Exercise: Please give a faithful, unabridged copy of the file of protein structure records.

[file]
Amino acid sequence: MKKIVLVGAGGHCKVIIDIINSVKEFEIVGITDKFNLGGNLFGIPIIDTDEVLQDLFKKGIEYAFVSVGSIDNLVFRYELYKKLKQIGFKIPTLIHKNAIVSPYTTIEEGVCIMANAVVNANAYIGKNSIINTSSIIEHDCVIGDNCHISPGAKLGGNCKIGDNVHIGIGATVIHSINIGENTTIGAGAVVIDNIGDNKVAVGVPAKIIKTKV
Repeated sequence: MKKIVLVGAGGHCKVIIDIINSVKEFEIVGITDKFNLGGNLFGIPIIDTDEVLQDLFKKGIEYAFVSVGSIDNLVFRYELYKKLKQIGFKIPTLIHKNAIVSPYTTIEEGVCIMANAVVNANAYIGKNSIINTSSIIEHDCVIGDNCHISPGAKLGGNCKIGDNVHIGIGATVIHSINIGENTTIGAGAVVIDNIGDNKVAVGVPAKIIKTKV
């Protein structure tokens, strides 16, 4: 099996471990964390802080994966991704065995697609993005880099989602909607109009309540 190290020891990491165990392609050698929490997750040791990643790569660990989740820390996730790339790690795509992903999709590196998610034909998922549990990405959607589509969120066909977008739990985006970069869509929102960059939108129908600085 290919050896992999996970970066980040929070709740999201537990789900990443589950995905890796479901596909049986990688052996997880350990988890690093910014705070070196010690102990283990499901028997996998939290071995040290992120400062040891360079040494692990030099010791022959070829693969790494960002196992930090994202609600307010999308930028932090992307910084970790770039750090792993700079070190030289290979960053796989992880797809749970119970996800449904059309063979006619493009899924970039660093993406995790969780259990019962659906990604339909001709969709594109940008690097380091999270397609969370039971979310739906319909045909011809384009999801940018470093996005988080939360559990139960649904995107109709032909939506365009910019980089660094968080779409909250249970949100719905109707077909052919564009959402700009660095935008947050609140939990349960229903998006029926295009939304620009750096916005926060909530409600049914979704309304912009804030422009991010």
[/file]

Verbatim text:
Amino acid sequence: MKKIVLVGAGGHCKVIIDIINSVKEFEIVGITDKFNLGGNLFGIPIIDTDEVLQDLFKKGIEYAFVSVGSIDNLVFRYELYKKLKQIGFKIPTLIHKNAIVSPYTTIEEGVCIMANAVVNANAYIGKNSIINTSSIIEHDCVIGDNCHISPGAKLGGNCKIGDNVHIGIGATVIHSINIGENTTIGAGAVVIDNIGDNKVAVGVPAKIIKTKV
Repeated sequence: MKKIVLVGAGGHCKVIIDIINSVKEFEIVGITDKFNLGGNLFGIPIIDTDEVLQDLFKKGIEYAFVSVGSIDNLVFRYELYKKLKQIGFKIPTLIHKNAIVSPYTTIEEGVCIMANAVVNANAYIGKNSIINTSSIIEHDCVIGDNCHISPGAKLGGNCKIGDNVHIGIGATVIHSINIGENTTIGAGAVVIDNIGDNKVAVGVPAKIIKTKV
């Protein structure tokens, strides 16, 4: 099996471990964390802080994966991704065995697609993005880099989602909607109009309540 190290020891990491165990392609050698929490997750040791990643790569660990989740820390996730790339790690795509992903999709590196998610034909998922549990990405959607589509969120066909977008739990985006970069869509929102960059939108129908600085 290919050896992999996970970066980040929070709740999201537990789900990443589950995905890796479901596909049986990688052996997880350990988890690093910014705070070196010690102990283990499901028997996998939290071995040290992120400062040891360079040494692990030099010791022959070829693969790494960002196992930090994202609600307010999308930028932090992307910084970790770039750090792993700079070190030289290979960053796989992880797809749970119970996800449904059309063979006619493009899924970039660093993406995790969780259990019962659906990604339909001709969709594109940008690097380091999270397609969370039971979310739906319909045909011809384009999801940018470093996005988080939360559990139960649904995107109709032909939506365009910019980089660094968080779409909250249970949100719905109707077909052919564009959402700009660095935008947050609140939990349960229903998006029926295009939304620009750096916005926060909530409600049914979704309304912009804030422009991010």